Flashing lights are a common occurrence in my eyes. These lights can occur at any time, but they are more common if I get up quickly or sneeze. Sometimes they even appear when I’m in love. These symptoms can last for up to ten seconds. I am a 33-year-old man. I have had numerous eye tests, but nothing has been found. It seems to be happening more often and is becoming more severe.
Do you have any suggestions? I have received a lot of questions on this topic. My correspondents and I are experiencing a headache that doesn’t cause pain. Migraine sufferers often feel dizzy and/or see flashing lights just before they feel severe pain in their head. These lights are known as the ‘aura’. They are a warning sign. The flashing lights could indicate a headache.
This is known medically as an “exertional headache” because it occurs soon after exertion. It could be anything you describe or any quick action such as moving your head to the side or bending down to tie your shoes.
The same effect can be caused by dehydration, so you might feel the lights after a fight. Drinking alcohol and eating a heavy meal are other triggers. The most common migraine triggers include alcohol, cheese, chocolate, and citrus fruits. Flashing lights can be caused by any substance or event that suddenly raises blood pressure or heart rate. This can also cause migraine-type headaches. In your case, however, the symptoms disappear as soon as your pulse rate and blood pressure return normal.
Most people who experience flashing lights (also known as migraine and exertional headaches), have experienced a difficult birth, including a forceps delivery or whiplash injury, head injury, or other trauma. This causes one of the cervical vertebrae to be out of alignment.
The vertebral arteries are not straightened as a result. The vertebral canal, which houses blood vessels and arteries from the heart to brain, is kept straight if the cervical vertebrae align properly. If the canal curves or kinks and the heart rate suddenly increases, there could be turbulence and restricted bloodflow to the brain. This reduced blood flow is what causes flashing lights, dizziness, and eventually headaches for many people.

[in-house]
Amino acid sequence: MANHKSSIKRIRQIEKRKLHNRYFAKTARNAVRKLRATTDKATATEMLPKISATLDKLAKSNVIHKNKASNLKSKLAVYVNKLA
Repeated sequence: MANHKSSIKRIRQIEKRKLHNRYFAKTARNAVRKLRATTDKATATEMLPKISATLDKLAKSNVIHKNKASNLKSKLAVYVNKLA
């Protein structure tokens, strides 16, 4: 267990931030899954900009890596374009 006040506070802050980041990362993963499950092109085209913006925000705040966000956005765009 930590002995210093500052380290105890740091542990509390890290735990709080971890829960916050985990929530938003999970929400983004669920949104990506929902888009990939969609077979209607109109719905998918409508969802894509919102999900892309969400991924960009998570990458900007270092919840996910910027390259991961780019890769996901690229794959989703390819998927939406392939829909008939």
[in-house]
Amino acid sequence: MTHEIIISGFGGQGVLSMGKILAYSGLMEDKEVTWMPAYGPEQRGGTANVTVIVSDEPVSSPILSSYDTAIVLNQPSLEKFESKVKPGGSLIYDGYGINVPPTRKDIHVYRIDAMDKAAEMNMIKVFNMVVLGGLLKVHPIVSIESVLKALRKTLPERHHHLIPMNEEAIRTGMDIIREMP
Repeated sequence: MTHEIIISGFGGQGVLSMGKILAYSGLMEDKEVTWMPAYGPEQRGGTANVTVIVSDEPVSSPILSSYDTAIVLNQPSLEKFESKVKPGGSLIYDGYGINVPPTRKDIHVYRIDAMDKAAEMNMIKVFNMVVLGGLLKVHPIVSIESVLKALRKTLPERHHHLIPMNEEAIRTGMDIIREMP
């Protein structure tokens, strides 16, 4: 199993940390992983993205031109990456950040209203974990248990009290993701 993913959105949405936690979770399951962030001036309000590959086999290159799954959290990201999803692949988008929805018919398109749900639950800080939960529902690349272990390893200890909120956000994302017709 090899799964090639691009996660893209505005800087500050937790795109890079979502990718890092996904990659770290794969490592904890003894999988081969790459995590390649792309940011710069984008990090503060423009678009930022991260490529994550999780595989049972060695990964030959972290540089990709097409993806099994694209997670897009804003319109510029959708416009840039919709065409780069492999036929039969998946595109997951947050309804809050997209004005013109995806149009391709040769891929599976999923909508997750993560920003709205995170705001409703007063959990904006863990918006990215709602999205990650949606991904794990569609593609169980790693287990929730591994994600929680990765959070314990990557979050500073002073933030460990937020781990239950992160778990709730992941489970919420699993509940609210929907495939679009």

While scientists and doctors may disagree with my findings, I have shown the connection to my own satisfaction (and that of my patients) by proving that neck treatment – along with some simple remedies – solves this problem. Avoid foods that cause tension for three to four months, or until things settle down. This includes alcohol, coffee, excess salt, monosodium glucose, and foods you are allergic to. Between meals, drink two liters of pure water.
Two cups of relaxation tea or camomile tea daily without honey, sugar, or artificial sweetener. For six to eight weeks, ask a friend or partner to massage your neck and shoulders two times per week. It is a good idea to visit a professional therapist occasionally. You will notice a tender area on the sides of your neck when you massage them. It is about one third of the distance from your skull towards your shoulders. This area can be massaged gently using a rotation motion until the pain subsides.
The cobra swing, semi-bridge, turtle and boat postures are all great options. If possible, consult an osteopath or chiropractor for 2 to 3 sessions. The practitioner will massage the affected area, soften the muscles, and then manipulate. While one manipulation may temporarily fix the problem, if your spine has been misaligned over a long time, you may need to continue treatment to correct the problem muscles, tendons, and ligaments.